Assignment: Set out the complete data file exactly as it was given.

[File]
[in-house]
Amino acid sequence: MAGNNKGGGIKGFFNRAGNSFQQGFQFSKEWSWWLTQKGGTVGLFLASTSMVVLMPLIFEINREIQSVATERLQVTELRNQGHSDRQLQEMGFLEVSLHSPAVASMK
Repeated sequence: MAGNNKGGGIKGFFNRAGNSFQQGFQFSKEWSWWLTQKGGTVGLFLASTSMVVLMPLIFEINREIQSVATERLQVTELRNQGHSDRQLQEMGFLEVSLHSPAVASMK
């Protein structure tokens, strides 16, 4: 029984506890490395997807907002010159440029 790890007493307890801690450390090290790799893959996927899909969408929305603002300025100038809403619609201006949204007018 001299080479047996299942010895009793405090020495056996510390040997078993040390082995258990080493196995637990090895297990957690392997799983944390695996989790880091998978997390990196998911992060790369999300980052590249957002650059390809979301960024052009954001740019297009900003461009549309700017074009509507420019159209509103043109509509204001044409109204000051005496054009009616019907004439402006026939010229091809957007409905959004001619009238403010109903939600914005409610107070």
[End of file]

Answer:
[in-house]
Amino acid sequence: MAGNNKGGGIKGFFNRAGNSFQQGFQFSKEWSWWLTQKGGTVGLFLASTSMVVLMPLIFEINREIQSVATERLQVTELRNQGHSDRQLQEMGFLEVSLHSPAVASMK
Repeated sequence: MAGNNKGGGIKGFFNRAGNSFQQGFQFSKEWSWWLTQKGGTVGLFLASTSMVVLMPLIFEINREIQSVATERLQVTELRNQGHSDRQLQEMGFLEVSLHSPAVASMK
């Protein structure tokens, strides 16, 4: 029984506890490395997807907002010159440029 790890007493307890801690450390090290790799893959996927899909969408929305603002300025100038809403619609201006949204007018 001299080479047996299942010895009793405090020495056996510390040997078993040390082995258990080493196995637990090895297990957690392997799983944390695996989790880091998978997390990196998911992060790369999300980052590249957002650059390809979301960024052009954001740019297009900003461009549309700017074009509507420019159209509103043109509509204001044409109204000051005496054009009616019907004439402006026939010229091809957007409905959004001619009238403010109903939600914005409610107070």